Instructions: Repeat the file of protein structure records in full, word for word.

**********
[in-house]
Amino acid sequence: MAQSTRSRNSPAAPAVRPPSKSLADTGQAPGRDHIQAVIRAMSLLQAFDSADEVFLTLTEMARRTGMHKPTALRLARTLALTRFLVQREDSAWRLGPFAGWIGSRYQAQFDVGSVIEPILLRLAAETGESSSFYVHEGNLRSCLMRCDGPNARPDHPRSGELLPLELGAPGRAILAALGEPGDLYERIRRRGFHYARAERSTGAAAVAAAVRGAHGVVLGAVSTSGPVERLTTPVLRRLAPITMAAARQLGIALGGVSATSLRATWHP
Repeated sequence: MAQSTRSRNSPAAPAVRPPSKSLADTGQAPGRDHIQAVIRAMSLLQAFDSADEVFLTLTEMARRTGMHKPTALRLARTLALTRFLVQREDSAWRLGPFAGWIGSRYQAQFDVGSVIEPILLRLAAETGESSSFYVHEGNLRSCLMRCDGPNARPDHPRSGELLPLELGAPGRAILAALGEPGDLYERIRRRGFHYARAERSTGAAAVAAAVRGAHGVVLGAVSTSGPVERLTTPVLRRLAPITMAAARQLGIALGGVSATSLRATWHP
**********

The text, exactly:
[in-house]
Amino acid sequence: MAQSTRSRNSPAAPAVRPPSKSLADTGQAPGRDHIQAVIRAMSLLQAFDSADEVFLTLTEMARRTGMHKPTALRLARTLALTRFLVQREDSAWRLGPFAGWIGSRYQAQFDVGSVIEPILLRLAAETGESSSFYVHEGNLRSCLMRCDGPNARPDHPRSGELLPLELGAPGRAILAALGEPGDLYERIRRRGFHYARAERSTGAAAVAAAVRGAHGVVLGAVSTSGPVERLTTPVLRRLAPITMAAARQLGIALGGVSATSLRATWHP
Repeated sequence: MAQSTRSRNSPAAPAVRPPSKSLADTGQAPGRDHIQAVIRAMSLLQAFDSADEVFLTLTEMARRTGMHKPTALRLARTLALTRFLVQREDSAWRLGPFAGWIGSRYQAQFDVGSVIEPILLRLAAETGESSSFYVHEGNLRSCLMRCDGPNARPDHPRSGELLPLELGAPGRAILAALGEPGDLYERIRRRGFHYARAERSTGAAAVAAAVRGAHGVVLGAVSTSGPVERLTTPVLRRLAPITMAAARQLGIALGGVSATSLRATWHP